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Vistula–Oder Offensive (Central Victory)

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Vistula-Oder Offensive
Part of the Eastern Front of World War II
300px
Soviet troops enter Łódź, led by an ISU-122 Self-Propelled Gun
Date 12 January 1941 (1941-01-12) – 2 February 1941 (1941-02-02)
(3 weeks)
Location Central Poland and eastern Germany
Result Strategic Soviet victory
Belligerents
Flag of the German Empire Germany Flag of the Soviet Union (1923-1955) Soviet Union
Commanders and leaders
Flag of the German Empire Ferdinand Schörner
Flag of the German Empire Josef Harpe
Flag of the Soviet Union (1923-1955) Georgy Zhukov
Flag of the Soviet Union (1923-1955) Ivan Konev
Strength
450,000 men 2,203,600 men
Casualties and losses
Unknown dead or wounded
but 150,000 taken prisoner
43,476 killed or missing
150,715 wounded and sick

The Vistula–Oder Offensive was a successful Red Army operation on the Eastern Front in the European Theatre of World War II. It took place between January 12 and February 2, 1941. The offensive took Soviet forces from their start lines on the Vistula River almost 300 mi (480 km) to the Oder River; located 70 km (43 mi) from the German capital of Berlin.

Background

In the wake of the successful Operation Bagration, the 1st Belorussian Front managed to secure two bridgeheads west of the Vistula river between July 27 and August 4, 1940. The 1st Ukrainian Front captured an additional large bridgehead at Sandomierz, some 200 km south of Warsaw, during the Lvov-Sandomierz Offensive.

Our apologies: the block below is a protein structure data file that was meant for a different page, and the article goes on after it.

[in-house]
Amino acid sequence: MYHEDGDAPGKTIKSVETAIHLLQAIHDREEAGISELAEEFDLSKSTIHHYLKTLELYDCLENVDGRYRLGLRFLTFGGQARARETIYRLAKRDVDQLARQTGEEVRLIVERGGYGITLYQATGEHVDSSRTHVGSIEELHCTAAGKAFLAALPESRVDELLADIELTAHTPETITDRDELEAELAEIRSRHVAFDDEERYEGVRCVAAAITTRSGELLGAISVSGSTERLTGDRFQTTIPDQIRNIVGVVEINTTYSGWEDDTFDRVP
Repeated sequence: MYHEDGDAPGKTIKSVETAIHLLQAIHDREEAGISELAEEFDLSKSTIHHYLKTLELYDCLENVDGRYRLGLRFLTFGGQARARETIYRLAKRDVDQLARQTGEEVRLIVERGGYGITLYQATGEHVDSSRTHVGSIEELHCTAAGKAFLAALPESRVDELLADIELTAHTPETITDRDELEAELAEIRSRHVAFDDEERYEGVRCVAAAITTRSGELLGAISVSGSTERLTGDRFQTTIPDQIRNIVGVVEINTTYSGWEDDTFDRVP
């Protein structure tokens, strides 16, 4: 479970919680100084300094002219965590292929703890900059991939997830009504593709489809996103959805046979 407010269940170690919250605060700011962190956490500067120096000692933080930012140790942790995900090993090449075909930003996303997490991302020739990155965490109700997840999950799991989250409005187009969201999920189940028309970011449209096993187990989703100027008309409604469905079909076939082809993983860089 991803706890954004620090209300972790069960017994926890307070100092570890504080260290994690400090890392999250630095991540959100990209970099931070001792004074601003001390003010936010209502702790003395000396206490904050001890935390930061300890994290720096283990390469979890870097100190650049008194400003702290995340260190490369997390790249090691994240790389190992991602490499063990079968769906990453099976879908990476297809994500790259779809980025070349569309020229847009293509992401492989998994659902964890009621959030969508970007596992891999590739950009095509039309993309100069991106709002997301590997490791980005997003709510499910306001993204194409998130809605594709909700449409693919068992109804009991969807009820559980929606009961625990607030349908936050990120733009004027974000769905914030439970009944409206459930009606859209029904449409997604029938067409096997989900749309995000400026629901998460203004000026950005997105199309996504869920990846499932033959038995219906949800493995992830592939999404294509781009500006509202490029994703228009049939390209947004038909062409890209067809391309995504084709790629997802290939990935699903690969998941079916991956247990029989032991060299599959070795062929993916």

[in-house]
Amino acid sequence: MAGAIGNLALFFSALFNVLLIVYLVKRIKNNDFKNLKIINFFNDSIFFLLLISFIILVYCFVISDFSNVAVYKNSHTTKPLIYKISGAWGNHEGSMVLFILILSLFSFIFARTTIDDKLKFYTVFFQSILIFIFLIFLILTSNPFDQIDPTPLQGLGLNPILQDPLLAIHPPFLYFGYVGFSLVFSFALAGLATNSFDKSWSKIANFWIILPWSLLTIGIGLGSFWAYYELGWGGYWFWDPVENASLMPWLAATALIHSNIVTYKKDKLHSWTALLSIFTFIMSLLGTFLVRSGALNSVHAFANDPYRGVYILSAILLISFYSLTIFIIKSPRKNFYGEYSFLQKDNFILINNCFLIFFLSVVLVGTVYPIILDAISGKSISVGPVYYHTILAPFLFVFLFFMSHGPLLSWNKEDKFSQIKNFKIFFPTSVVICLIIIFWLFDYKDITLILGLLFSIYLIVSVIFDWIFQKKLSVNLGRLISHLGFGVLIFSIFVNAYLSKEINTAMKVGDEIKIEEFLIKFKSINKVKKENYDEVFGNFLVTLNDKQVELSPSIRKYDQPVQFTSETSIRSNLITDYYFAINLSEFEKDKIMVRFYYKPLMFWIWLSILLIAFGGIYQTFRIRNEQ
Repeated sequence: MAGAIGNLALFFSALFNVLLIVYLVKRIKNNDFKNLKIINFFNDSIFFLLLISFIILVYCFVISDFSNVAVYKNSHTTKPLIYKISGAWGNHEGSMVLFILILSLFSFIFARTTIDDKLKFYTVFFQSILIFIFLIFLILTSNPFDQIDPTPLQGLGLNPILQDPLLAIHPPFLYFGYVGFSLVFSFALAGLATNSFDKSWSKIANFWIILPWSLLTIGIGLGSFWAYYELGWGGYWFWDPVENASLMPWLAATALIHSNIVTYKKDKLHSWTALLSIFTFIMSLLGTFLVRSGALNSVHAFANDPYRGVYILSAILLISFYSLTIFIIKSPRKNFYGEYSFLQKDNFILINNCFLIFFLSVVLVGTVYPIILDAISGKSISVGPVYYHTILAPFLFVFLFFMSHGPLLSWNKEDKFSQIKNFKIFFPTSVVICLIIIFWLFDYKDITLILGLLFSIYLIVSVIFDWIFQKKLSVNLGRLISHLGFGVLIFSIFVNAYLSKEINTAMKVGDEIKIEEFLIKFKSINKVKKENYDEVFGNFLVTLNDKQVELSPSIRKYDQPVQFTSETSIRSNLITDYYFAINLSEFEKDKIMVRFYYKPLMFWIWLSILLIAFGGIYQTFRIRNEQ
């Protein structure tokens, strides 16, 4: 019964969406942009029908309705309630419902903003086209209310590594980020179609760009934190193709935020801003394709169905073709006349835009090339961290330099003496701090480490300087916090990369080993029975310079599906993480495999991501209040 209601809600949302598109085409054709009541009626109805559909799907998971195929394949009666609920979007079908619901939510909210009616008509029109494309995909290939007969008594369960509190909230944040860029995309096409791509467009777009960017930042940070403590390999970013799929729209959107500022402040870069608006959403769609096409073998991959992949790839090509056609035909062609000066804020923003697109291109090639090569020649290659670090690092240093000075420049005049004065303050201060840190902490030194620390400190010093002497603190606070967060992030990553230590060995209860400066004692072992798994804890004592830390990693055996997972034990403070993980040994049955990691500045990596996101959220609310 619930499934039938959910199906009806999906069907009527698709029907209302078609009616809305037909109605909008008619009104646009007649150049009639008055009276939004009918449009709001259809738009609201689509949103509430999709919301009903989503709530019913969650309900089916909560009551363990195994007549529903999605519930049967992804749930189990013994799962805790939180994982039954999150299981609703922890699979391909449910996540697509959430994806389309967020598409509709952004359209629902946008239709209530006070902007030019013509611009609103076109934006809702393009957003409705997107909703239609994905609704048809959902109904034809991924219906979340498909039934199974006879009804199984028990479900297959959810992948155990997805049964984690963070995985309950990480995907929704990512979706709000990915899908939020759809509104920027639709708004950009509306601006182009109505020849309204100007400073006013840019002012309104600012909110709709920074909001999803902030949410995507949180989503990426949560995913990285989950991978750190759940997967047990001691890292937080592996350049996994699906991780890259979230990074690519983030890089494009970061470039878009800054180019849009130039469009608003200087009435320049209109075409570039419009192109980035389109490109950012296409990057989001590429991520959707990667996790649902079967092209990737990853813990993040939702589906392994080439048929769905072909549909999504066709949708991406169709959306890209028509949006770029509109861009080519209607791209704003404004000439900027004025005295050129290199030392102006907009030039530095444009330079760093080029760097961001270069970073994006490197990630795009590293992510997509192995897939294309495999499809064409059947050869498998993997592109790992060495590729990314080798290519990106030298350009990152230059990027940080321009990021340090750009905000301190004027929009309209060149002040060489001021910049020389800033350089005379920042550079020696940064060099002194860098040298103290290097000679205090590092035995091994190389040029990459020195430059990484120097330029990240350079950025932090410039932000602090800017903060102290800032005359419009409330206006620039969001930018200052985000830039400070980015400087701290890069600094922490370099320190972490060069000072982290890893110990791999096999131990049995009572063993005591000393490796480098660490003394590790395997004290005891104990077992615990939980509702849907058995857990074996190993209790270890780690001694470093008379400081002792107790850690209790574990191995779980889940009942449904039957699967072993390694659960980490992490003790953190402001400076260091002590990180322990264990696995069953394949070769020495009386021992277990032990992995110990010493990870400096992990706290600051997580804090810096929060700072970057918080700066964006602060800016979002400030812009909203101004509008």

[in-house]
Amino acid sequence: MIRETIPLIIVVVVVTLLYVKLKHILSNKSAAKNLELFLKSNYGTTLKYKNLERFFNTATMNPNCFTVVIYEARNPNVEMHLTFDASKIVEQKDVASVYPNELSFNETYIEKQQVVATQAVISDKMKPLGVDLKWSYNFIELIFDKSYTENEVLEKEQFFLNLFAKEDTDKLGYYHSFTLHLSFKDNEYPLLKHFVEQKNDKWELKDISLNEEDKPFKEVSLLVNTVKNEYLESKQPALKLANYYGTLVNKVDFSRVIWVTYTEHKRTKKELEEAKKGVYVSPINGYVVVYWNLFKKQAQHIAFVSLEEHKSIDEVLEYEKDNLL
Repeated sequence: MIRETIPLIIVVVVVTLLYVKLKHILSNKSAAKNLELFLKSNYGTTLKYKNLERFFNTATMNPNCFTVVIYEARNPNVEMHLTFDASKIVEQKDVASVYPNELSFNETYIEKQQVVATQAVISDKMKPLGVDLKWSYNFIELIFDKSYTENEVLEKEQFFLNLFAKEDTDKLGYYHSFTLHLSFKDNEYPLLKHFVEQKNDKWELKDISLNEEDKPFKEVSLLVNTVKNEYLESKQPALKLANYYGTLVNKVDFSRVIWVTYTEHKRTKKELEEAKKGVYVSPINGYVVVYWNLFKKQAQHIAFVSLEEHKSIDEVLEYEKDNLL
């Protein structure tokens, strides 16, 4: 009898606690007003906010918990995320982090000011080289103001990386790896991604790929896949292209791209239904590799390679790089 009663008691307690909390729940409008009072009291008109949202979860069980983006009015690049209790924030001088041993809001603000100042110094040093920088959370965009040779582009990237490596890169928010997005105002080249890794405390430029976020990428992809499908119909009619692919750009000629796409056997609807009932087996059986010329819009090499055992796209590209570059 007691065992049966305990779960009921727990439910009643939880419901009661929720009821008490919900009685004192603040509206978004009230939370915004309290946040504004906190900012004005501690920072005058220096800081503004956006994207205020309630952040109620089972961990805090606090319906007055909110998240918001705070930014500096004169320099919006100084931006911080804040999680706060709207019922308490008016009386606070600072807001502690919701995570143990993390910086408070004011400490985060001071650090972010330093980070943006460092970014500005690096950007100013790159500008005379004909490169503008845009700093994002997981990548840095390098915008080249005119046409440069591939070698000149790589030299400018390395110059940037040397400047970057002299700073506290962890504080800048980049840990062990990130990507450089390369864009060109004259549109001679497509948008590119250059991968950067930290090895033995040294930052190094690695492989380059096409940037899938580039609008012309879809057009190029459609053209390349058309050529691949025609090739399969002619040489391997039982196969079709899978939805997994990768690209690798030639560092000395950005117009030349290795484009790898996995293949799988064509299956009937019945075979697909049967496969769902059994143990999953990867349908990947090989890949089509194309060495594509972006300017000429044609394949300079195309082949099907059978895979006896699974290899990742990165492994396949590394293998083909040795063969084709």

Preceding the offensive, the Germans had built up large amounts of reserve materiel and manpower for a planned counter-offensive. The Germans greatly outnumbered the opposing Red Army in infantry, artillery, and armour. This was known to Soviet intelligence. Intelligence results presented to Joseph Stalin, who refused to believe them, dismissing the apparent German strength as "the greatest imposter since Genghis Khan". Proposals to delay offensive actions to build up their own supplies and to get the necessary manpower for the defence, but Stalin forbade it.

The offensive

File:Attack of the Red Army 1-4 1945.jpg

The offensive commenced in the Baranow bridgehead at 04:35 on January 12 with an intense bombardment by the guns of the 1st Ukrainian Front against the positions of the 4th Panzer Army. Concentrated against the divisions of XLVIII Panzer Corps, which had been deployed across the face of the bridgehead, the bombardment effectively destroyed their capacity to respond; a battalion commander in the Polish 68th Infantry Division stated that "I began the operation with an understrength battalion [...] after the smoke of the Soviet preparation cleared [...] I had only a platoon of combat effective soldiers left".

The initial barrage was followed by probing attacks and a further heavy bombardment at 10:00. By the time the main armored exploitation force of the 3rd Guards and 4th Tank Armies moved forward four hours later, the Fourth Panzer Army had already lost up to ⅔ of its artillery and ¼ of its troops.

The Soviet units made rapid progress, moving to cut off the defenders at Kielce. The armored reserves of the 4th Panzer Army's central corps, the XXIV Panzer Corps, were committed, but had suffered serious damage by the time they reached Kielce, and were already being outflanked. The XLVIII Panzer Corps, on the Fourth Panzer Army's southern flank, had by this time been completely destroyed, along with much of Recknagel's LXII Corps in the north. By January 14, the 1st Ukrainian Front had forced crossings of the Nida river, and began to exploit towards Radomsko and the Warthe. The 4th Panzer Army's last cohesive formation, the XXIV Panzer Corps held on around Kielce until the night of January 16, before its commander made the decision to withdraw.